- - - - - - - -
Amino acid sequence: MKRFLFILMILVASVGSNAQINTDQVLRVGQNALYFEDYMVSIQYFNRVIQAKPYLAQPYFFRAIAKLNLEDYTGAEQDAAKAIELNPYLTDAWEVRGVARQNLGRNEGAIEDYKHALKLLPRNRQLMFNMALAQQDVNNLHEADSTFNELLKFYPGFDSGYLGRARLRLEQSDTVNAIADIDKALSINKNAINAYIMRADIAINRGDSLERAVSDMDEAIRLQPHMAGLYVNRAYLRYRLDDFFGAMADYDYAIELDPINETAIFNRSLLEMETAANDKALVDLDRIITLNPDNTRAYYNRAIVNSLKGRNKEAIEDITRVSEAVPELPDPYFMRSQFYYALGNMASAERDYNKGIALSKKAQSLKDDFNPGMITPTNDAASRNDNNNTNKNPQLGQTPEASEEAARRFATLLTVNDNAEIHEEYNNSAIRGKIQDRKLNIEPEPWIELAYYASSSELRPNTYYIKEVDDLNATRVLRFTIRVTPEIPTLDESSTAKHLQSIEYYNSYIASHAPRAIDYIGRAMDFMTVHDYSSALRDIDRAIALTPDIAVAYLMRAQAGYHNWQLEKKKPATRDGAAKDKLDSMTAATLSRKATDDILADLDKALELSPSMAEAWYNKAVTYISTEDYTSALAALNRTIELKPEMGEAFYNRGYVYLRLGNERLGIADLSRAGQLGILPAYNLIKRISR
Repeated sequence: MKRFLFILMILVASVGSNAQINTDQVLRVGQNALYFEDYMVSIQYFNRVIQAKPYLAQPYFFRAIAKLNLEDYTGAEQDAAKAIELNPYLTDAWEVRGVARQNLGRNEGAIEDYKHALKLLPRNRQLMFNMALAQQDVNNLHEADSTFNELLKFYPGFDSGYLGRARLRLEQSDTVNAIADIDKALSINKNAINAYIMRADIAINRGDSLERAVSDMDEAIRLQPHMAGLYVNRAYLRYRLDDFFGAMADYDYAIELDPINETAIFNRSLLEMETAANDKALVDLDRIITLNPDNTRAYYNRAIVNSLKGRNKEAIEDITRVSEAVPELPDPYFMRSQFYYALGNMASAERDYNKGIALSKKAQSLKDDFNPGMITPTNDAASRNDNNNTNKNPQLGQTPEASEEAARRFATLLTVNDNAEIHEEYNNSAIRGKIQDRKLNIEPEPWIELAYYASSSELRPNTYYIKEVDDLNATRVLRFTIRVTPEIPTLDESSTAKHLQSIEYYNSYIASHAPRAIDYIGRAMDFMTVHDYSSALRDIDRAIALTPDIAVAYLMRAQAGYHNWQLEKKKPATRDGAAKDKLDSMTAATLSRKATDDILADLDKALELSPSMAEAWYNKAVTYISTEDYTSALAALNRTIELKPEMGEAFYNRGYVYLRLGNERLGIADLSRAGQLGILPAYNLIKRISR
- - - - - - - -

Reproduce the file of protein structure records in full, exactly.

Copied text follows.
Amino acid sequence: MKRFLFILMILVASVGSNAQINTDQVLRVGQNALYFEDYMVSIQYFNRVIQAKPYLAQPYFFRAIAKLNLEDYTGAEQDAAKAIELNPYLTDAWEVRGVARQNLGRNEGAIEDYKHALKLLPRNRQLMFNMALAQQDVNNLHEADSTFNELLKFYPGFDSGYLGRARLRLEQSDTVNAIADIDKALSINKNAINAYIMRADIAINRGDSLERAVSDMDEAIRLQPHMAGLYVNRAYLRYRLDDFFGAMADYDYAIELDPINETAIFNRSLLEMETAANDKALVDLDRIITLNPDNTRAYYNRAIVNSLKGRNKEAIEDITRVSEAVPELPDPYFMRSQFYYALGNMASAERDYNKGIALSKKAQSLKDDFNPGMITPTNDAASRNDNNNTNKNPQLGQTPEASEEAARRFATLLTVNDNAEIHEEYNNSAIRGKIQDRKLNIEPEPWIELAYYASSSELRPNTYYIKEVDDLNATRVLRFTIRVTPEIPTLDESSTAKHLQSIEYYNSYIASHAPRAIDYIGRAMDFMTVHDYSSALRDIDRAIALTPDIAVAYLMRAQAGYHNWQLEKKKPATRDGAAKDKLDSMTAATLSRKATDDILADLDKALELSPSMAEAWYNKAVTYISTEDYTSALAALNRTIELKPEMGEAFYNRGYVYLRLGNERLGIADLSRAGQLGILPAYNLIKRISR
Repeated sequence: MKRFLFILMILVASVGSNAQINTDQVLRVGQNALYFEDYMVSIQYFNRVIQAKPYLAQPYFFRAIAKLNLEDYTGAEQDAAKAIELNPYLTDAWEVRGVARQNLGRNEGAIEDYKHALKLLPRNRQLMFNMALAQQDVNNLHEADSTFNELLKFYPGFDSGYLGRARLRLEQSDTVNAIADIDKALSINKNAINAYIMRADIAINRGDSLERAVSDMDEAIRLQPHMAGLYVNRAYLRYRLDDFFGAMADYDYAIELDPINETAIFNRSLLEMETAANDKALVDLDRIITLNPDNTRAYYNRAIVNSLKGRNKEAIEDITRVSEAVPELPDPYFMRSQFYYALGNMASAERDYNKGIALSKKAQSLKDDFNPGMITPTNDAASRNDNNNTNKNPQLGQTPEASEEAARRFATLLTVNDNAEIHEEYNNSAIRGKIQDRKLNIEPEPWIELAYYASSSELRPNTYYIKEVDDLNATRVLRFTIRVTPEIPTLDESSTAKHLQSIEYYNSYIASHAPRAIDYIGRAMDFMTVHDYSSALRDIDRAIALTPDIAVAYLMRAQAGYHNWQLEKKKPATRDGAAKDKLDSMTAATLSRKATDDILADLDKALELSPSMAEAWYNKAVTYISTEDYTSALAALNRTIELKPEMGEAFYNRGYVYLRLGNERLGIADLSRAGQLGILPAYNLIKRISR